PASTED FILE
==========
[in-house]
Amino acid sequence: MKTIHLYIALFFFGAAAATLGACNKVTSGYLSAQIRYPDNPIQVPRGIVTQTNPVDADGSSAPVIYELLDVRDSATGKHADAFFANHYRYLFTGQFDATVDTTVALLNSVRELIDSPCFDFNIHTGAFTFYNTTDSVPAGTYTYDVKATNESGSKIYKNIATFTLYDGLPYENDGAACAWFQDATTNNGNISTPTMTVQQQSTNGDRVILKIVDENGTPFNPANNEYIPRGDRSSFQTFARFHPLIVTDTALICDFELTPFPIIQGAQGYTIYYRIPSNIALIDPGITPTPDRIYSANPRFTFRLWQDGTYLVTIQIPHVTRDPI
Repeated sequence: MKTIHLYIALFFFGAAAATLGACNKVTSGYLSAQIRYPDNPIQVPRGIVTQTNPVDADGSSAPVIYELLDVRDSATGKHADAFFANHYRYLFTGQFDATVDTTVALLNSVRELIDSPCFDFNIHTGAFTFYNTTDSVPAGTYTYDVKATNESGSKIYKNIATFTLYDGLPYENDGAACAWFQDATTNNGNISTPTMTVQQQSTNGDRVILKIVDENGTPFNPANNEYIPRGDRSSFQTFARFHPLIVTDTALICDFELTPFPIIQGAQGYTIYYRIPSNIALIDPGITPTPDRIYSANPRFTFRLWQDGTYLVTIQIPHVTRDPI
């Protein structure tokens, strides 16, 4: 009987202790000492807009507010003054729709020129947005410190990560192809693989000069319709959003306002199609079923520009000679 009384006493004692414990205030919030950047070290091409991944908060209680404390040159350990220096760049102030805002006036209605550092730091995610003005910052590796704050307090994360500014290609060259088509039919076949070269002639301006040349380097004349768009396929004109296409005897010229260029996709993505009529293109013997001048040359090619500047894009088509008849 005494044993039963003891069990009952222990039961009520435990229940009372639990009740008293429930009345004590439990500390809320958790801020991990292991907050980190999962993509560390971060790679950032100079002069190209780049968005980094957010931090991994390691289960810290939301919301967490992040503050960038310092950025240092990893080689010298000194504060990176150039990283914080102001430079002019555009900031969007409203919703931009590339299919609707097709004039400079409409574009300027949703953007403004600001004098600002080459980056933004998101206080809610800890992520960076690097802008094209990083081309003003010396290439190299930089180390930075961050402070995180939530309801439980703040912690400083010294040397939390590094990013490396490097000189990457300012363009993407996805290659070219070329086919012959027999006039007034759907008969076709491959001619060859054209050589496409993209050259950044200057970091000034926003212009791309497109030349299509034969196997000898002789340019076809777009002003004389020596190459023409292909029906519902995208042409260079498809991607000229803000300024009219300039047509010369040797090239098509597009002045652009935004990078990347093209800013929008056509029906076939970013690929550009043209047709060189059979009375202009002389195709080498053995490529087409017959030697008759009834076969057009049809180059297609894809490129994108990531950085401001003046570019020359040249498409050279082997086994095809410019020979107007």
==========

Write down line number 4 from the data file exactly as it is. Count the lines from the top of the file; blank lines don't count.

């Protein structure tokens, strides 16, 4: 009987202790000492807009507010003054729709020129947005410190990560192809693989000069319709959003306002199609079923520009000679 009384006493004692414990205030919030950047070290091409991944908060209680404390040159350990220096760049102030805002006036209605550092730091995610003005910052590796704050307090994360500014290609060259088509039919076949070269002639301006040349380097004349768009396929004109296409005897010229260029996709993505009529293109013997001048040359090619500047894009088509008849 005494044993039963003891069990009952222990039961009520435990229940009372639990009740008293429930009345004590439990500390809320958790801020991990292991907050980190999962993509560390971060790679950032100079002069190209780049968005980094957010931090991994390691289960810290939301919301967490992040503050960038310092950025240092990893080689010298000194504060990176150039990283914080102001430079002019555009900031969007409203919703931009590339299919609707097709004039400079409409574009300027949703953007403004600001004098600002080459980056933004998101206080809610800890992520960076690097802008094209990083081309003003010396290439190299930089180390930075961050402070995180939530309801439980703040912690400083010294040397939390590094990013490396490097000189990457300012363009993407996805290659070219070329086919012959027999006039007034759907008969076709491959001619060859054209050589496409993209050259950044200057970091000034926003212009791309497109030349299509034969196997000898002789340019076809777009002003004389020596190459023409292909029906519902995208042409260079498809991607000229803000300024009219300039047509010369040797090239098509597009002045652009935004990078990347093209800013929008056509029906076939970013690929550009043209047709060189059979009375202009002389195709080498053995490529087409017959030697008759009834076969057009049809180059297609894809490129994108990531950085401001003046570019020359040249498409050279082997086994095809410019020979107007």